Unlike many other cruise ports, Columbus Cruise Center Bremerhaven (Bremen, Germany) was not put on absolute lockdown during the Coronavirus (COVID-19) pandemic and was able to meet the challenges by creating an emergency plan to deal with returning ships and processing crew sign-offs and repatriations.
Together with the port authority, shipping lines, and public health officials, CCCB succeeded in performing achievement in the last few months despite the total collapse of conventional cruising.
CCCB has been making preparations for the potential return of cruise shipping and there is a concept for handling ships on the “re-start”.
The cruise lines are also tackling the situation by plans to prevent the spread of virus-related illnesses, enabling a gradual re-start in compliance with the requirements of health authorities.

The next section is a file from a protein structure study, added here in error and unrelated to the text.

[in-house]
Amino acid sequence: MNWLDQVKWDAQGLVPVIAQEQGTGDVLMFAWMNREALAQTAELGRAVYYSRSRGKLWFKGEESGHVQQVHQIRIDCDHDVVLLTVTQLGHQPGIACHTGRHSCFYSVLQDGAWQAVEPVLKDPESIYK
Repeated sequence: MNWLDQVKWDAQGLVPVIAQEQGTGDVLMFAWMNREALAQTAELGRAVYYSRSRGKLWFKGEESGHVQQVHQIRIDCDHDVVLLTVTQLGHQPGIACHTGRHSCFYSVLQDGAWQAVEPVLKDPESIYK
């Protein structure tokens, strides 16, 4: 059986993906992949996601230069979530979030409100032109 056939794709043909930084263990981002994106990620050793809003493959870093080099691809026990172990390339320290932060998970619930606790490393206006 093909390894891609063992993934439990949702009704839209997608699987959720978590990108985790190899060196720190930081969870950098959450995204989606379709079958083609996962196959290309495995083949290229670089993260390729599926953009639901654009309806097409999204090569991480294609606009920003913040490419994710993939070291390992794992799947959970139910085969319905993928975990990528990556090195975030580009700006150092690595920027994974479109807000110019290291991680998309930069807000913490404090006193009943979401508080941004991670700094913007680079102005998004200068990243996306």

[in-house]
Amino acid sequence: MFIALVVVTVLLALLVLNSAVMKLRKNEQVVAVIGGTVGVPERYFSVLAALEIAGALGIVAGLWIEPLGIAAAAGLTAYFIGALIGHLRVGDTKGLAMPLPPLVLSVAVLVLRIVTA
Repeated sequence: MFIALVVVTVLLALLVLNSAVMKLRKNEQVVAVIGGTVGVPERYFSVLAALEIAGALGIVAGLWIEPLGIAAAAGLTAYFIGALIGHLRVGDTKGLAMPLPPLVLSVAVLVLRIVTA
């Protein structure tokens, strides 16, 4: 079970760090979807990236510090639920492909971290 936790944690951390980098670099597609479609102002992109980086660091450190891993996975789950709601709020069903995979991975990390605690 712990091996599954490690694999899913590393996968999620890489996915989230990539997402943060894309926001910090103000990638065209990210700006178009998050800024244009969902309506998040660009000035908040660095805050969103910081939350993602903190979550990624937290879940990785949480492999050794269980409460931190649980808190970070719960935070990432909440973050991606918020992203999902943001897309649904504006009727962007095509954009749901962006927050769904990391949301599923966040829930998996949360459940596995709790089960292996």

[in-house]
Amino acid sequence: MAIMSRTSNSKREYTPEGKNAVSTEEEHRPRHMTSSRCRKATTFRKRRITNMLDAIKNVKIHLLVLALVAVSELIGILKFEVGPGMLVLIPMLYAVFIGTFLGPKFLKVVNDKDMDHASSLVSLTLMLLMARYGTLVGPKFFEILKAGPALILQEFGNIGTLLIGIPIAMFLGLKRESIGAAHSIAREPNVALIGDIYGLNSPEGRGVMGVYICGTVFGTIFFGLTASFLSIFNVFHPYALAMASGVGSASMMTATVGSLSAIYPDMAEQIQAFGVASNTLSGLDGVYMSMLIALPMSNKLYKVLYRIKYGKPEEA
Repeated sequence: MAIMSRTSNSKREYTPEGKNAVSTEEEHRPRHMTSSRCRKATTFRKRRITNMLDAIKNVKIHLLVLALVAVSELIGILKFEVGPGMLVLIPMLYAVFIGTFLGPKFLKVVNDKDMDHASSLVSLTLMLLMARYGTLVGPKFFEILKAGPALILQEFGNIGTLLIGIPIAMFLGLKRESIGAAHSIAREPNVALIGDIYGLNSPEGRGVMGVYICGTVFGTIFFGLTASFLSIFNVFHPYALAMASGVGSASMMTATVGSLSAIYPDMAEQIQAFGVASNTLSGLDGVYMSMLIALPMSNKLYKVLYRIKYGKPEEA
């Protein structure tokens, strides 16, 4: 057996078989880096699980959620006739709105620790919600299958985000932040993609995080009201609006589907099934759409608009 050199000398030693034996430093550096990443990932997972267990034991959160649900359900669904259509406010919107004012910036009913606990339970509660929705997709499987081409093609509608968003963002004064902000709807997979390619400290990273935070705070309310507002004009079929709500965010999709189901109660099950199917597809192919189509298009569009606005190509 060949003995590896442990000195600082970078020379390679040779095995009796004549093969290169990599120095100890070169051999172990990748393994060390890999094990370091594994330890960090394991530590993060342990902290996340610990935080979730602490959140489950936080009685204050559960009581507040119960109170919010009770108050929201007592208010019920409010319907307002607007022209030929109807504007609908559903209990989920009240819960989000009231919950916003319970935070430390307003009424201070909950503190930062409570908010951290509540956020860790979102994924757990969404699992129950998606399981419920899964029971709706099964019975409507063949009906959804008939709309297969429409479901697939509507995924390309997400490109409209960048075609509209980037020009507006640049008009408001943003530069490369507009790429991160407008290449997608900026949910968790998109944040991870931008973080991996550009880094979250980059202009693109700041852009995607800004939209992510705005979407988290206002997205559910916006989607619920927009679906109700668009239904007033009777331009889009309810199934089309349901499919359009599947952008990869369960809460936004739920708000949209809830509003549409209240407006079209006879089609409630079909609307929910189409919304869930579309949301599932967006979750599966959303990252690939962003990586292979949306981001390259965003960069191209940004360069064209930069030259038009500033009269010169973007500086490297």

In compliance with Bremen Senate’s decision, as from 2023 ships in Bremerhaven should be able to be supplied with clean eco-power.
For the cruise operators, it will likely be possible by 2023 to source shoreside power at Columbus Quay which is operated by Bremerhaven Columbus Cruise Center GmbH. A total of 8 stationary shore-power outlets are planned and will be fed entirely with green electricity from the city grid.
The shore-power stations for ships are a further step of Port Bremerhaven to becoming a climate-neutral port. In order to reduce carbon and particle emissions, the Federal Government is funding 50% of the investment costs for the 8 units in the ports. For them to be used effectively it’s necessary that as many vessels as possible are re-fitted and that newbuilds are appropriately equipped.